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Tendering Top Tips

Tendering Top Tips

Executive Summary

An executive summary is a key part of any bid, proposal or tender document.

Try to write text which conveys your key messages with an upbeat tone rather than merely summarising the contract.

Having read the executive summary, the evaluator should know why you are the best company for the job.

Price Negotiation

If you have well written quality and technical sections in your tender, you will hold a stronger position if the client wants to negotiate on price.

The narrative sections of a bid describe the value of your offering.

If the client wants you to reduce your price, you can respond by asking which added-value aspects they want you to omit.

Bid Review

A review often identifies sections which are unclear or have been missed so it is therefore a vitally important stage in the bid process.

Despite this, many companies allow the review period to be compressed or even omitted due to pressure of time.

Ensure reviews are correctly prioritised and adequate resources are allocated to them.

Video Clips

Some clients are now happy to receive video files within bid and tender submissions.

However as the majority of tenders are still evaluated in hard copy, you need to ensure that they will be accepted before sending them.

If you do include videos, make sure the contents are relevant and tailored to the contract.

CVs and GDPR

It is a common myth that companies can no longer provide CVs in tenders due to data protection regulations (GDPR).

This arose from inaccurate interpretation of the requirements, combined with unwieldy company processes.

CVs can give you competitive advantage so challenge internal rulings and ensure they can continue to be used.

Refer to Spec

It is usual for a client’s tender to include a specification for the services they require.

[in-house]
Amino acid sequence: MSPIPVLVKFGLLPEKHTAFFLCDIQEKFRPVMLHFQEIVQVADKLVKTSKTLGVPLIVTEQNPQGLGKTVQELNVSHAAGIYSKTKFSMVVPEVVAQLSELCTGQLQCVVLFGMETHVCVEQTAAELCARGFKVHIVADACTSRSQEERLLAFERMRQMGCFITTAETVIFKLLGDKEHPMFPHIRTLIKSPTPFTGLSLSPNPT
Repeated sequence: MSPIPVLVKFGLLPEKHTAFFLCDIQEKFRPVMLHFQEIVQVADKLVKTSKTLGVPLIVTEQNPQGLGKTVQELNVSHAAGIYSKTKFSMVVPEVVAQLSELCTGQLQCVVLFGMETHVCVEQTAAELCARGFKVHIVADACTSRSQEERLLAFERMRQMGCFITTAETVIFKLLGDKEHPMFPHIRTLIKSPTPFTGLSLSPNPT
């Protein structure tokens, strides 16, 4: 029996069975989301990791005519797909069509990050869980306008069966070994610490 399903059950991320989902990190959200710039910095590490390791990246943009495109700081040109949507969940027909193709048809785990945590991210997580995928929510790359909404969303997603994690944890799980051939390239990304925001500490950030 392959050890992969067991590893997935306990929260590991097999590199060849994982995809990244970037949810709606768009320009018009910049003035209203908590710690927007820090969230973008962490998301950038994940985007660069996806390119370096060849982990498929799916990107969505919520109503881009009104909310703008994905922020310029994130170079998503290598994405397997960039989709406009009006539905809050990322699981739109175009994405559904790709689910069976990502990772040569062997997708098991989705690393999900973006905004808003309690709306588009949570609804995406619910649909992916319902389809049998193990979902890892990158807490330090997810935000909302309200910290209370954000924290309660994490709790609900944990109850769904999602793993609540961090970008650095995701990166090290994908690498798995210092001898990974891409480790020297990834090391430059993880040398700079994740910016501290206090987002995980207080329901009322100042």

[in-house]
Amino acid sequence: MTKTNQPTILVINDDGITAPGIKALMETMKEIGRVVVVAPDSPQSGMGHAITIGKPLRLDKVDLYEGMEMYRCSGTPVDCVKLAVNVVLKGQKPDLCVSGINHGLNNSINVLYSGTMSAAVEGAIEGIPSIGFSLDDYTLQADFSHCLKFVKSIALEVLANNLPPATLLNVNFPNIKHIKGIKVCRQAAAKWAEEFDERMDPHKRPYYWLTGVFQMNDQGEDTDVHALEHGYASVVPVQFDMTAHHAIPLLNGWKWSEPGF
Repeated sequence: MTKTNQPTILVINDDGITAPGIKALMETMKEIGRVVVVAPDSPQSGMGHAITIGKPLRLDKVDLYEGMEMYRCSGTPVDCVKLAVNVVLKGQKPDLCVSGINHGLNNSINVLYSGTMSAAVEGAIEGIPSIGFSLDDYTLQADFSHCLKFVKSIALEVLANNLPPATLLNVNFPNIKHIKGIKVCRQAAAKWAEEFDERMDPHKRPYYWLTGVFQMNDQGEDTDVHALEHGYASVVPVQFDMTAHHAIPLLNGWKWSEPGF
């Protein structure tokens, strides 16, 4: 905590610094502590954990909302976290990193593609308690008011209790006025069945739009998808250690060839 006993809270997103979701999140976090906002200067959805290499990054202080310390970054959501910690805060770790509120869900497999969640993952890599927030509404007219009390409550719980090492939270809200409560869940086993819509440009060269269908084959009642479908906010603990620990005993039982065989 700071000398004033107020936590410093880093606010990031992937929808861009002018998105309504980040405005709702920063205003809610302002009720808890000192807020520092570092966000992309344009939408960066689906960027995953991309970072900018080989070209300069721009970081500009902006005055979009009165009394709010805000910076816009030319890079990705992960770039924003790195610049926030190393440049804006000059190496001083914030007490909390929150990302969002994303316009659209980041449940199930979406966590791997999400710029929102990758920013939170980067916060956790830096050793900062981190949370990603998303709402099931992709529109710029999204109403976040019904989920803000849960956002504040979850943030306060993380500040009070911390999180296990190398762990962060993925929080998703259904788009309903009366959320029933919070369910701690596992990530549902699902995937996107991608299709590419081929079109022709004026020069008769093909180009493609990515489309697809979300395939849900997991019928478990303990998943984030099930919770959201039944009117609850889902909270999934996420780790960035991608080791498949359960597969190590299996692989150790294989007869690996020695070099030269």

When writing your response, it is important that you refer to this specification, or elements of it.

This shows that you are tailoring your solution to their requirements and not simply giving them an ‘off-the-shelf’ service.

Terms and Conditions

Inserting pages of very detailed terms and conditions to an otherwise concise bid can create a very negative impression with the client.

Although it depends on the sector in which you work, it is rarely a good idea to append these to a proposal.

It is more common to wait until the client is interested in buying before discussing terms, especially if some areas are negotiable.

Showing Value

When writing a winning bid, you need to justify the price you intend asking.

Delivering the client’s stated requirements will only command an average price; to charge more you must describe what else they will get.

This can be anything the client values and might cover areas such as risk-avoidance, increased scope or exemplar service.

Using Subheadings

Subheadings are helpful for readers who are trying to digest large quantities of text.

The subheadings should provide signposts which summarise the contents of the sections which follow.

Try to use informative and/or positive titles such as ’24 Week Programme with 10% Contingency’ or ‘Experienced Project Team’.


When pitching for work, there are different names for the documents you produce: these include tender, proposal and bid.

A tender usually responds to specific questions as part of a rigid procurement process, while a proposal or bid tends to be more flexible in structure and format.

There is no finite definition for each term and the golden rule is always to mirror the terminology used by the potential client.


The later stages of some projects cannot be defined either in terms of technical scope, resource or price until the earlier stages are complete.

When tendering for this type of project, it is important that you reduce the uncertainty to the buyer as much as possible.

While it is important that you retain flexibility for your own company, try to remember that the objective of the tender is to de-risk the selection process for the buyer.


There is a proverb about giving a man a fish and feeding him for a day or teaching him to fish and feeding him for life.

Engaging a consultant to help write a single tender is a short-term fix which may be effective.  It is usually quite expensive.

Effective training, which is tailored to the needs of the individual and the company, equips people with the skills and confidence they need to write winning tenders.  The cost is usually less than £200 per person per day.

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